In Delhi, army mess lounge named after longest-serving mule ‘Pedongi’
The new lounge at the officers’ mess on Polo Road has been christened ‘Pedongi’ to honour the services of the mule who carried military loads for over 30 years.
Recognising the contribution of animals in military service, the army has named a swanky officers’ mess lounge in Delhi cantonment after the force’s longest-serving mule.
The new lounge at the Central Army Service Corps (ASC) officers’ mess on Polo Road has been christened ‘Pedongi’ to honour the services of the mule who carried military loads for over 30 years.
It’s rare for mules to be given names, a privilege reserved for horses. Named after Pedong town in Sikkim, Pedongi joined the army in 1962 and died in 1998.
Usually, mules serve the army for 18-20 years. Accounting for 6,000 to 8,000 mules, the army’s animal transport (AT) units are assigned the responsibility of supporting some of its remote outposts located at heights of up to 19,000 feet.
The army is working on a proposal to deploy all-terrain vehicles (ATVs) in mountainous areas to ferry weapons, ammunition and stores. It is also exploring the possibility of using drones to support its high-altitude deployments.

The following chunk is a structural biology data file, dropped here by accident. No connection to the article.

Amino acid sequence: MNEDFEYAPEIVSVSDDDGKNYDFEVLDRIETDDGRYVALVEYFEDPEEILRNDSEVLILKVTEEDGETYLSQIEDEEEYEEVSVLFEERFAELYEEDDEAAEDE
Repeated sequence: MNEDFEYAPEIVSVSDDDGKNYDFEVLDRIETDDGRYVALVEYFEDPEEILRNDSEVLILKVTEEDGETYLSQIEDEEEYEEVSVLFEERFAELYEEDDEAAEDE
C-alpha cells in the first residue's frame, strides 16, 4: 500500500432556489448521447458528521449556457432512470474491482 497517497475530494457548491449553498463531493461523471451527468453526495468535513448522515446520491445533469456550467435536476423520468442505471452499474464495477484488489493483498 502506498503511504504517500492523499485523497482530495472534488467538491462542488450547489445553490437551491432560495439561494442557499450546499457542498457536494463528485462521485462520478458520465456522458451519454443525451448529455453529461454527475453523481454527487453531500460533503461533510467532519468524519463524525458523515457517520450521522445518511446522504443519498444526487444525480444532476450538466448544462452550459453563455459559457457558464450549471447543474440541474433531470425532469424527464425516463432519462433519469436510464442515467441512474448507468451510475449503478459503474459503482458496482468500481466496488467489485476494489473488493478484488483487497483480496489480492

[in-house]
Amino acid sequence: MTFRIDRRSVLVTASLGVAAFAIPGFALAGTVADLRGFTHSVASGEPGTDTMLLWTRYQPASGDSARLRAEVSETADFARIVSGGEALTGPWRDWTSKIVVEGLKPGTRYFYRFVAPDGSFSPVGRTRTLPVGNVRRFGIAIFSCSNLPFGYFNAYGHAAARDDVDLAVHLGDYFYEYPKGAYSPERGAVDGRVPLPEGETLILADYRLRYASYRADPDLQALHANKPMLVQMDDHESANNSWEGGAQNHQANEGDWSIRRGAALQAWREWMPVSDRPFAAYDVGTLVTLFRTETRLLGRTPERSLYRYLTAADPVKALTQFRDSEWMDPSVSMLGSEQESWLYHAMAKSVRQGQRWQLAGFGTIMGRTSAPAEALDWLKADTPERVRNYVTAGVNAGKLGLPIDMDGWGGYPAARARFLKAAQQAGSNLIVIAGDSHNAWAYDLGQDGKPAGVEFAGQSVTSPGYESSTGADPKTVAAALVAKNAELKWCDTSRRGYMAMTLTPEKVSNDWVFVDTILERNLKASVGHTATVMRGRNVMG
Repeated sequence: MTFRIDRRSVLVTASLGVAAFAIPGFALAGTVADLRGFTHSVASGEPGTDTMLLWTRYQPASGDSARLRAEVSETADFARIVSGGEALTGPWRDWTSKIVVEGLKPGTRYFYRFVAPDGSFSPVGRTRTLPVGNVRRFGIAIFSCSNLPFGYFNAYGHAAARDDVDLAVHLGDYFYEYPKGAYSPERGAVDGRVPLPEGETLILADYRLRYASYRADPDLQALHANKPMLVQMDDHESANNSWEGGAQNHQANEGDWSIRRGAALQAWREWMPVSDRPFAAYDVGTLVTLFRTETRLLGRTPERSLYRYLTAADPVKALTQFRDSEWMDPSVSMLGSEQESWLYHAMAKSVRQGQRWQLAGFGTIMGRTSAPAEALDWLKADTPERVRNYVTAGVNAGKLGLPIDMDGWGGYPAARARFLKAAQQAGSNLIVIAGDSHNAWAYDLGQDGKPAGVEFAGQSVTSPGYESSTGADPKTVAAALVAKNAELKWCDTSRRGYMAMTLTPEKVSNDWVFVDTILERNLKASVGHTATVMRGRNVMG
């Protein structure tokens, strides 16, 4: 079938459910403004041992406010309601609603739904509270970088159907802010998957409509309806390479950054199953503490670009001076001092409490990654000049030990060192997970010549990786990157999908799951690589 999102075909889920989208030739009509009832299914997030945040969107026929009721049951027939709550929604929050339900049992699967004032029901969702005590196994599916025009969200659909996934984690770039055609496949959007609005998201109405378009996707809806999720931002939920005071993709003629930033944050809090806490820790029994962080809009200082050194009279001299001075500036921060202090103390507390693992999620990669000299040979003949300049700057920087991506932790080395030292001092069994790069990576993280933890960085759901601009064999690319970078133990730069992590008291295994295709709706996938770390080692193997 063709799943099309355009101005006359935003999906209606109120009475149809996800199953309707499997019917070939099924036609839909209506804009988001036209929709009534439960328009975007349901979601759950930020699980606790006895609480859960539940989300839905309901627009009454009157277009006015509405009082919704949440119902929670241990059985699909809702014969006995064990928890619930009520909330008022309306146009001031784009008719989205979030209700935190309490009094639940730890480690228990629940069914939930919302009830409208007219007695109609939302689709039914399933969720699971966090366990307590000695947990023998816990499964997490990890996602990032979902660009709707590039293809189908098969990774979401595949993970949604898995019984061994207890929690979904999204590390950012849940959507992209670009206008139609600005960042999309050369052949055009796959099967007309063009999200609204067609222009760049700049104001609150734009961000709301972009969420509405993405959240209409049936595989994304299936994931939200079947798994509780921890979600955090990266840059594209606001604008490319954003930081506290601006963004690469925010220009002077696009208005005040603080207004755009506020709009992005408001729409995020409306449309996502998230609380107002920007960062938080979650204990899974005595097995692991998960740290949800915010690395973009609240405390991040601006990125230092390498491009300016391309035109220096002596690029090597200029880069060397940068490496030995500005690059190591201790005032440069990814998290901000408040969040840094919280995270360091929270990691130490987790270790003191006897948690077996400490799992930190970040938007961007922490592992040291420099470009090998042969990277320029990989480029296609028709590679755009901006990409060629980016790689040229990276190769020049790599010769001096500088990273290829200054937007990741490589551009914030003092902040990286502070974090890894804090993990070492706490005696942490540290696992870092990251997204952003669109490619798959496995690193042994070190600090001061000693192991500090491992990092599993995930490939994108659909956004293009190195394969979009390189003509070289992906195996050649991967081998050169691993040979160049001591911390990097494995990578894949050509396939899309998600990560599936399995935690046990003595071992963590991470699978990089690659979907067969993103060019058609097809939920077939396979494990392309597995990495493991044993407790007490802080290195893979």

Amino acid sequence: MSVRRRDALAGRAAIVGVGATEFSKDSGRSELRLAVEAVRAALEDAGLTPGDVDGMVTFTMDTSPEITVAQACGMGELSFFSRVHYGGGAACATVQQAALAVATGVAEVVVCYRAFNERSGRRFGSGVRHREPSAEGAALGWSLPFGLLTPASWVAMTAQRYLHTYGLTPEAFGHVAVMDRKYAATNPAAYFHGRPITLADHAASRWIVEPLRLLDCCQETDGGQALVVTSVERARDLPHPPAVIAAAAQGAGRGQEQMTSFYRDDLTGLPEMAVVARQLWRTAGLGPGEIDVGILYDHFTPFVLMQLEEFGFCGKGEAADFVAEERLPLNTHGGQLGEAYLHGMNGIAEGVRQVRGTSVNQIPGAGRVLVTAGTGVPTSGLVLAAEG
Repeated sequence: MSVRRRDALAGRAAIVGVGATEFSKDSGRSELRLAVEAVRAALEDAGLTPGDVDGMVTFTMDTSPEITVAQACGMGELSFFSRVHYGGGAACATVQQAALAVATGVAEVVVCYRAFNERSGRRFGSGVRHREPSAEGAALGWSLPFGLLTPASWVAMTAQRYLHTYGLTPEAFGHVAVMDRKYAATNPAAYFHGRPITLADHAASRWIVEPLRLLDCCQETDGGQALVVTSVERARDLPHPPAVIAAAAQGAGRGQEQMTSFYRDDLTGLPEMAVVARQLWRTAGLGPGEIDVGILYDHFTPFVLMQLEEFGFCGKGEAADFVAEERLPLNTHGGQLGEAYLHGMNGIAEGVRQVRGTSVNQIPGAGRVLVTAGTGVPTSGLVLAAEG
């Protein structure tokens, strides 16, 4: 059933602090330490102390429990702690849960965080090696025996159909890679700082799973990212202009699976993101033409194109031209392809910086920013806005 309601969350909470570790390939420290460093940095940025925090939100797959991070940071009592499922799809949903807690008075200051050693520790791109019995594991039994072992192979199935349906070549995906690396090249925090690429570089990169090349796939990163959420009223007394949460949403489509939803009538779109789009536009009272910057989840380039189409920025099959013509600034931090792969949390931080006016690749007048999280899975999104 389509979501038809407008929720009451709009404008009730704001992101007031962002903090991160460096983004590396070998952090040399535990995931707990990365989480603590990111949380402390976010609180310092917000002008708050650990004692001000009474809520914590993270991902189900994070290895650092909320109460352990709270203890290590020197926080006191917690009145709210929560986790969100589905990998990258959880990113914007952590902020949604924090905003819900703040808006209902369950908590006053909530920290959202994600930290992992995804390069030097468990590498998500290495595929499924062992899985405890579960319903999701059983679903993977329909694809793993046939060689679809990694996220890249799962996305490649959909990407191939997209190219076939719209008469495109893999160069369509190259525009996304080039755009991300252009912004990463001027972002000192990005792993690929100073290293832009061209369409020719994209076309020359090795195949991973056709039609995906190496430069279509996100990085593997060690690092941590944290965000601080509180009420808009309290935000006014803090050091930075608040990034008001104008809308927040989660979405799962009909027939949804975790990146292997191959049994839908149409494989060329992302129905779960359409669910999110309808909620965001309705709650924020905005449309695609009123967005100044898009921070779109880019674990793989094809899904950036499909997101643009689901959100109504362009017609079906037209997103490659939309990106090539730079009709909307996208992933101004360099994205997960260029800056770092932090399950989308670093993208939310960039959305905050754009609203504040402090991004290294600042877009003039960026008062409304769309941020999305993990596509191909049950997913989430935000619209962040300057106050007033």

“AT is a fading story in the army with technology providing options to replace animals. We thought it would be a fitting tribute to Pedongi, who also finds place in the Guinness Book of World Records as the longest serving military mule,” said Lieutenant General BS Sandhu, who retired as director general of supplies and transport on April 30.
A few defence experts, however, maintained that the AT units cannot be completely done away with.
“Technology has its limitations. There’s no way AT units can be completely disbanded, given the kind of terrain where our army is deployed,” said Lieutenant General SPS Katewa, who retired as the Commandant of the ASC Centre and College in Bengaluru.
Mules played a crucial role during the 1999 Kargil war. Katewa said mules were moved from the eastern sector and Jammu region to Ladakh without acclimatisation. “The animals performed a splendid job. Their importance was reinforced and plans to disband AT units were shelved,” said Katewa.